Alex Webb is undeniably one of my favorite and one of the top most influential street photographers in my opinion. The images he’s made has thought me to see colors, light, and shadows, and to compose in layers. I’m still learning these things up to now and I am so glad that I’ve bought one of his books showcasing 30 years of color work, The Suffering of Light.
In this article, I will share with you what I’ve learned from the images in this book, what photographs that stood out, captured my interest and what I generally think about this piece of gem.
In this book, Webb had showcased his ability to take portraits. A type where people and the background are the subjects. The foreground and the background work together to build a wonderful photograph. It’s miles apart from the kind of portraits we are usually exposed to.
It’s clearly dominated by the street photography and documentary nature of Alex Webb’s shooting style. People are, in my point of view, looks like they posed for the camera yet unrefined unlike how models would professionally pose. They look too natural and casual. Beautifully composed, complimented by the colors and unexaggerated body language.
Use of interesting background
Another interesting to point out in this book is how Webb somehow showed the contrast between the main subject and the background. The foreground usually pictures a bright and positive feeling whereas the background translates this darkness, sadness or tragic emotion to the viewers. Putting all these together makes a beautiful but somehow confusing and haunting image.
What’s truly amazing about these photos is that the images are open to interpretation. It’s solely dependent to how the viewers would read the story.
And to make it more fascinating is that somehow these photographs reveal a person’s view in life whether he or she is optimistic or a pessimistic character. To be honest, when I look at these photos, I get the feeling of being sorry. As if “Yeah, you look happy now, but wait till you see what’s coming for you” kind of vibe (Yeah I’ve got that negativity in me I guess). But I fully understand how other people will see it the other way around. Looking at the positives despite the negativity surrounding life.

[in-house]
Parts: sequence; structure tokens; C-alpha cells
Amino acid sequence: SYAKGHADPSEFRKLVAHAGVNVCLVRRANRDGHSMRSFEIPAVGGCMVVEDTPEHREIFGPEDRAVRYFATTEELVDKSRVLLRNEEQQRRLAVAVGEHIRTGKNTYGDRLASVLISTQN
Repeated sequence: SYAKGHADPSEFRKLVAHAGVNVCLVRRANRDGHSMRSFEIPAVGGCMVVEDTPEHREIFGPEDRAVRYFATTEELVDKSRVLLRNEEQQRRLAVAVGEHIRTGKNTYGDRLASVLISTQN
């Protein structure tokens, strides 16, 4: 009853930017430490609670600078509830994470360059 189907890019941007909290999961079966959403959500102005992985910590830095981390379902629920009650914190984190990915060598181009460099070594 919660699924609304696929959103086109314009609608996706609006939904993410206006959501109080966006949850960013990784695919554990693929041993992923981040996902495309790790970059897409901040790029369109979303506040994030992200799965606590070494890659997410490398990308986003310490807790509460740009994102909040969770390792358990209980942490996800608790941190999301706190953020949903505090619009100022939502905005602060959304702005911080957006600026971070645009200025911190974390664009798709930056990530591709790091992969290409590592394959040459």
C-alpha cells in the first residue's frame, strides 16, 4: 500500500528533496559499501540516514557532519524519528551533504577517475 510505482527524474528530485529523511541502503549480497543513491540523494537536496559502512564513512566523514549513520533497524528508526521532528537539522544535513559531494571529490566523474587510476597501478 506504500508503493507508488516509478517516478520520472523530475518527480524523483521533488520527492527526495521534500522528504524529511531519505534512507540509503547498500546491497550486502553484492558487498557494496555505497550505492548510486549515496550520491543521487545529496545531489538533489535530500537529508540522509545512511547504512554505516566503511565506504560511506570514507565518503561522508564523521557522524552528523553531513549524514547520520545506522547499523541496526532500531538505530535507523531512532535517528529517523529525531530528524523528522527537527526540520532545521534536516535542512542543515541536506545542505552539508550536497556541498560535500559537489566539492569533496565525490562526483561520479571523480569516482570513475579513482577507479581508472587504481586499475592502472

Emotions and Gestures
The book includes photographs that are overwhelming with emotionsand gestures, all accompanied by the brightly rendered colors, hard shadows and lively textures. The emotional impact to the audience is undeniable. Webb’s images can transmit the heaviness, the hardship or the excitement to the viewers just by looking at it. It’s as if you are with these people and you experience the emotion with them.
The best thing about these photos is how they are precisely captured. As if orchestrated to get the right shot. It’s like a scene from a movie that is at it’s peak of it’s climax where everyone is pouring out their emotion. All actors giving their all in that scene, then you paused it at the exact maximum emotional outbursts. That’s what you see in his photographs.
Light and Shadows
Personally, the use of light and shadows in this book is one of the major characteristics of Alex Webb’s photographic genius. It’s almost visible in every photograph he’s included in this book. It’s crazy how he’s able you compose and tell a story with omitting and revealing subjects through the absence of light or the presence of it as it shines on the subject/s.
The use of silhouettes also creates mystery to the picture. And with other elements partially revealed by the light, somehow creates this feeling of suspense and curiosity. As if something is going to happen. Something terrifying perhaps and only you, as the viewer, can see it.
Or how it’s able to challenge you to question what the photo is trying to tell you. There are clues to complete the story yet obscured by the lack of detail created by the strong, solid shadows. It’s amazing how it stimulates your brain and pushes it to work a little harder and provide you with a better imagination. It’s entertainingly challenging to look at Webb’s photographs in this book.
This is probably the strongest characteristic of the images in this book if not tied to Alex Webb’s use of light and shadows. This is also one of the major styles, aside his eye for colors, that inspires me to improve and find my own style in photographing layers.
In this book, Webb has able to display his brilliance in using layers in his photographs. He’s able to include multiple subjects in one frame. And by using layers, Webb had also able to utilize it and fill the frame with his subjects. Imagine a photo with layers of subjects filling the frame, all acting individually or as a group to complete the image, and to top it of, complimented by the striking harmony of colors.
This is a complex and difficult skill to master yet Alex Webb, a Magnum Photographer, has all that masterpiece compiled in this book.
This is the major reason I bought this book. To learn how Alex Webb sees colors and how he masterfully makes use of light and shadows. How he fills the frame with layering his subjects is something I’ve been trying to develop myself for the past few months. I’m far from it but this book has been playing a huge part of my development. I love this book.
Here are more images by Alex Webb from the book:
If you are looking for inspiration or you just want a feast for your eyes, I can guarantee you that this book, The Suffering of Light isn’t gonna let you down.
Here’s a link of the book you can purchase from Amazon